On appeal to this court Cooney abandoned its claim for damages to one of its leasehold interests because the lease contained a provision that the fee owner reserved any condemnation award for himself. Under our prior precedents, as the Appellate Division noted, the lessee cannot recover under these circumstances: "It is clear that where the agreement between the lessor and lessee provides for the reservation to the landlord of any condemnation award and terminates the lease in the event of condemnation, the lessee has no claim for injury to his leasehold interest (Matter of City of New York [ Allen St.], 256 N. Y. 236; Matter of Mayor, etc., of City of N. Y., 168 N. Y. 254), and while the condemnation clauses in the instant leases provide only that the lessor is to receive the award, without also expressly terminating the lessee's rights and obligations thereunder, the only reasonable interpretation to be placed on the agreement is that such rights and obligations were impliedly terminated (see Poillon v. Gerry, 179 N. Y. 14). Thus we find that the trial court correctly denied claimant any leasehold damages." (27 A.D.2d 93, 94-95; italics supplied.)

The claimant attempts to distinguish its second claim for leasehold damages from the first by claiming that, though the second lease had the same provision of reservation of condemnation damages to the fee owner, no part of the second leasehold was actually appropriated by the State, and, therefore, it argues that the lease provision is inapplicable to preclude it from recovering.

The claimant, under the rule announced in Rose (supra), is permitted to recover for the loss of value of its fixtures even though they are not located on the part of the property actually appropriated by the State. Compensation is proper because the fixtures' economic utility is destroyed whether or not it is located on the appropriated property. Similarly, claimant is not in a position to argue that its loss of its interest in the second lease, caused by the removal of its manufacturing plant three miles away, should be considered any differently from its loss of value for the leasehold in which there had been an actual appropriation since both leased parcels were used in an integrated manufacturing process. As indicated in Rose (supra), the claimant should not be placed in a better position after the taking than it would have been if no taking occurred.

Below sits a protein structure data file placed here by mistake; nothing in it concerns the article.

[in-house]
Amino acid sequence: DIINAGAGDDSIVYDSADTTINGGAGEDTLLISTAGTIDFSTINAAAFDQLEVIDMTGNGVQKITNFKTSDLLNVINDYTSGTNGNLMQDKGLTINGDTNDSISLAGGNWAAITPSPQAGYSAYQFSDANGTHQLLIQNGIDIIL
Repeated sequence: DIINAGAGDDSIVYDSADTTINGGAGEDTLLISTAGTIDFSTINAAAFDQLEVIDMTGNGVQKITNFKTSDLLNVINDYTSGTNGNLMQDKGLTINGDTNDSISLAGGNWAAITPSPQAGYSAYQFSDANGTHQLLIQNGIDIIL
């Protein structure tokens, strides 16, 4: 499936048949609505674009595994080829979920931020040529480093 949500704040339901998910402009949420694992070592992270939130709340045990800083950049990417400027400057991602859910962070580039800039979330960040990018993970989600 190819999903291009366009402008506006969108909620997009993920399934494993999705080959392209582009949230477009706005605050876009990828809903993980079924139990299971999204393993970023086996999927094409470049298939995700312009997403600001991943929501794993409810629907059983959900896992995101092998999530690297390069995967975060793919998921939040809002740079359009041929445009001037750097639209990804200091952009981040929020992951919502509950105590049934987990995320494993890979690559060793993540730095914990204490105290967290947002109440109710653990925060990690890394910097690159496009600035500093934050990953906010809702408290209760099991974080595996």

Having dealt with these two issues, we arrive at the principal question -- the evaluation of the fixtures. Our recent decision in Rose v. State of New York (supra) is dispositive.